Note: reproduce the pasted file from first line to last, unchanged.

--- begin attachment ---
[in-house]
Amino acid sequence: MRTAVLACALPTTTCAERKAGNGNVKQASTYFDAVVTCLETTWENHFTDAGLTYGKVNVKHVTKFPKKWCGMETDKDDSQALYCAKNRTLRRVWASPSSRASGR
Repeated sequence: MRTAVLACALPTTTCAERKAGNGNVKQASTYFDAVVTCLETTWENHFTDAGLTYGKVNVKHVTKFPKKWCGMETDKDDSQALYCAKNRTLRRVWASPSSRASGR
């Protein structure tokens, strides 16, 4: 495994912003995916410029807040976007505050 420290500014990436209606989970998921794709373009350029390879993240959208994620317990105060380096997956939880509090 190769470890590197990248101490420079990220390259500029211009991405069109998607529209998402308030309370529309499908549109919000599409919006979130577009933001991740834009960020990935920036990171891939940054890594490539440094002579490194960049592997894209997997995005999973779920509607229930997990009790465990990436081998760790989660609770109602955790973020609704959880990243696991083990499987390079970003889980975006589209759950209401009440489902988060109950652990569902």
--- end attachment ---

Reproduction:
[in-house]
Amino acid sequence: MRTAVLACALPTTTCAERKAGNGNVKQASTYFDAVVTCLETTWENHFTDAGLTYGKVNVKHVTKFPKKWCGMETDKDDSQALYCAKNRTLRRVWASPSSRASGR
Repeated sequence: MRTAVLACALPTTTCAERKAGNGNVKQASTYFDAVVTCLETTWENHFTDAGLTYGKVNVKHVTKFPKKWCGMETDKDDSQALYCAKNRTLRRVWASPSSRASGR
């Protein structure tokens, strides 16, 4: 495994912003995916410029807040976007505050 420290500014990436209606989970998921794709373009350029390879993240959208994620317990105060380096997956939880509090 190769470890590197990248101490420079990220390259500029211009991405069109998607529209998402308030309370529309499908549109919000599409919006979130577009933001991740834009960020990935920036990171891939940054890594490539440094002579490194960049592997894209997997995005999973779920509607229930997990009790465990990436081998760790989660609770109602955790973020609704959880990243696991083990499987390079970003889980975006589209759950209401009440489902988060109950652990569902």